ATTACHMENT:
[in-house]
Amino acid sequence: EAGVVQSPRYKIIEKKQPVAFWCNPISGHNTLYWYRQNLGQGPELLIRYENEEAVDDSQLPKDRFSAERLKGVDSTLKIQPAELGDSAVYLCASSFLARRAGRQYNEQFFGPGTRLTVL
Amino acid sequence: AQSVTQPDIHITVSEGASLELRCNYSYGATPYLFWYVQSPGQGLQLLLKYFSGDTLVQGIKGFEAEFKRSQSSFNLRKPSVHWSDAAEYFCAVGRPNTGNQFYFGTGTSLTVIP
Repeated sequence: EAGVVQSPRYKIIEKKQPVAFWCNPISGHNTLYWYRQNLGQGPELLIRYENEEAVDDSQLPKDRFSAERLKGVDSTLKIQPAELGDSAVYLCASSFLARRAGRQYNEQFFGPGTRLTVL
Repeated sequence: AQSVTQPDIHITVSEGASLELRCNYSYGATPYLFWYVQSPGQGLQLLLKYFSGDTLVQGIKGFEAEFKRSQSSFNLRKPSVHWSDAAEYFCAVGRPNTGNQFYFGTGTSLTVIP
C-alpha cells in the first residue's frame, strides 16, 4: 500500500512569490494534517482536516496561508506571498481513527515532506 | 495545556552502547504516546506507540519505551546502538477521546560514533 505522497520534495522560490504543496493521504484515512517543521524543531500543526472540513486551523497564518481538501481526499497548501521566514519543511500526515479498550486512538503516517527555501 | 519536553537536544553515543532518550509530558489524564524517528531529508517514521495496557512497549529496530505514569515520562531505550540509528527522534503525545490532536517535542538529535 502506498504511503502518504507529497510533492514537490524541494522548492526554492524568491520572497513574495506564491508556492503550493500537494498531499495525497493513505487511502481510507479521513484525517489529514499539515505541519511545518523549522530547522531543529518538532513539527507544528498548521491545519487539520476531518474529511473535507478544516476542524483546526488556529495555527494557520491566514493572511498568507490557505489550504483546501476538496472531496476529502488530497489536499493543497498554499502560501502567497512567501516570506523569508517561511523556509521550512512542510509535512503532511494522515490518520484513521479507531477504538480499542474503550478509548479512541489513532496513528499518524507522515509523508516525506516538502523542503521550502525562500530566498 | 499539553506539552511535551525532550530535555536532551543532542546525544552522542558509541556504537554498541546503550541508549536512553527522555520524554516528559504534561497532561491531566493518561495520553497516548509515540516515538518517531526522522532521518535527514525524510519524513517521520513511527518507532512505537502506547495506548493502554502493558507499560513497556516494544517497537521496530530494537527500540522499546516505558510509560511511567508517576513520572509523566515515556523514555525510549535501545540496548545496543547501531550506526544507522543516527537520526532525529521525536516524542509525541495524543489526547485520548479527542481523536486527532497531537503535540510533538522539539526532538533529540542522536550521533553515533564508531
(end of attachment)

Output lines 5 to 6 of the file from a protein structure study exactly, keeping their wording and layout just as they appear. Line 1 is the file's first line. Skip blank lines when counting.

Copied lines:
Repeated sequence: AQSVTQPDIHITVSEGASLELRCNYSYGATPYLFWYVQSPGQGLQLLLKYFSGDTLVQGIKGFEAEFKRSQSSFNLRKPSVHWSDAAEYFCAVGRPNTGNQFYFGTGTSLTVIP
C-alpha cells in the first residue's frame, strides 16, 4: 500500500512569490494534517482536516496561508506571498481513527515532506 | 495545556552502547504516546506507540519505551546502538477521546560514533 505522497520534495522560490504543496493521504484515512517543521524543531500543526472540513486551523497564518481538501481526499497548501521566514519543511500526515479498550486512538503516517527555501 | 519536553537536544553515543532518550509530558489524564524517528531529508517514521495496557512497549529496530505514569515520562531505550540509528527522534503525545490532536517535542538529535 502506498504511503502518504507529497510533492514537490524541494522548492526554492524568491520572497513574495506564491508556492503550493500537494498531499495525497493513505487511502481510507479521513484525517489529514499539515505541519511545518523549522530547522531543529518538532513539527507544528498548521491545519487539520476531518474529511473535507478544516476542524483546526488556529495555527494557520491566514493572511498568507490557505489550504483546501476538496472531496476529502488530497489536499493543497498554499502560501502567497512567501516570506523569508517561511523556509521550512512542510509535512503532511494522515490518520484513521479507531477504538480499542474503550478509548479512541489513532496513528499518524507522515509523508516525506516538502523542503521550502525562500530566498 | 499539553506539552511535551525532550530535555536532551543532542546525544552522542558509541556504537554498541546503550541508549536512553527522555520524554516528559504534561497532561491531566493518561495520553497516548509515540516515538518517531526522522532521518535527514525524510519524513517521520513511527518507532512505537502506547495506548493502554502493558507499560513497556516494544517497537521496530530494537527500540522499546516505558510509560511511567508517576513520572509523566515515556523514555525510549535501545540496548545496543547501531550506526544507522543516527537520526532525529521525536516524542509525541495524543489526547485520548479527542481523536486527532497531537503535540510533538522539539526532538533529540542522536550521533553515533564508531